At school, Mick and Connie cooked up all the ways the world could end.
Years later, Michel imagines apocalypses for a living, and lives inside fantasies of the Fall. Conrad works in advertising, spinning aspirational dreams out of imaginary light.
Will their reunion reveal who killed Conrad’s mother?
Will it make them a lot of money? Or, just maybe, bring about the collapse of Western civilization?
A surreal whodunnit about what happens when unhappy men get their hands on powerful media, Wolves is an informed, atmospheric, cutting-edge tale of the near future.
Wolves has been hailed as Simon Ing's "spectacular return to SF," and it is that, I think—though the text's spare speculative elements only come into focus in advance of the finale, when the augmented reality Conrad's company conceives of matures into something more meaningful than an idea.
The rest is something else: a catastrophic coming of age tale complicated by a macabre mystery which reminded me of This River Awakens. At the book's beating heart, however, is the frustrated friendship between Conrad and his schoolmate Michel:
Michel was quiet, lugubrious, self-contained. For me, at any rate, he had extraordinary presence. A glamour. If he understood my feelings for him, he never let on. He showed very little tenderness for me. He wasn't interested in my weaknesses. He wanted me to be strong. He cared for me as you would care for your side-kick, your familiar, for the man you had chosen to watch your back. He said we had to toughen up. (p.31)For what? Why, for The Fall, folks!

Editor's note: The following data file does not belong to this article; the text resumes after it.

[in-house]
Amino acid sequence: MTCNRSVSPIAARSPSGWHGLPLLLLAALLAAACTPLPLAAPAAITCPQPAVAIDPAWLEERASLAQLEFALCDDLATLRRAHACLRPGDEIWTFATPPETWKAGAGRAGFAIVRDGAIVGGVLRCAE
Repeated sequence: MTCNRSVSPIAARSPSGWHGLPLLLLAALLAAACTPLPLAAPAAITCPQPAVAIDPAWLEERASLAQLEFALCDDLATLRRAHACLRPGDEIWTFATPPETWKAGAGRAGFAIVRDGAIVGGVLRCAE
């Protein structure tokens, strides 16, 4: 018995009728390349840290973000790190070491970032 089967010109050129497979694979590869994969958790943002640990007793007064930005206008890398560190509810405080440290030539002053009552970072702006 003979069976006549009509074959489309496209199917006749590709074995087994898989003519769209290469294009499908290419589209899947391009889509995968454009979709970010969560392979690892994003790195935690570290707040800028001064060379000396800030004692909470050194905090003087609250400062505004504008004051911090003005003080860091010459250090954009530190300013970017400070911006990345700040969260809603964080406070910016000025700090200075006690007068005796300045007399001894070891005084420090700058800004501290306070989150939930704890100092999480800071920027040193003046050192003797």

"The End Times were on their way. [Michel] was convinced of this." (p.98) Conrad isn't so sure, but he plays along with his hero's apocalypse prep—both to be with him and to escape the hell of his own home, an Overlook-esque hotel with an equally unsettling clientele: war veterans who were blind before our central character's father equipped them with special sensory vests.
All of which comes into play in a major way later, but at the beginning of the book, it's background. At the foreground of this phase of the fiction is Conrad's manic mother: a woman who habitually abandons her family in favour of "a protest camp that had grown up around a nearby military airbase." (p.51) She has to be rescued from this retreat repeatedly—a pattern rudely interrupted one summer when Conrad discovers her dead body in the boot of his father's car.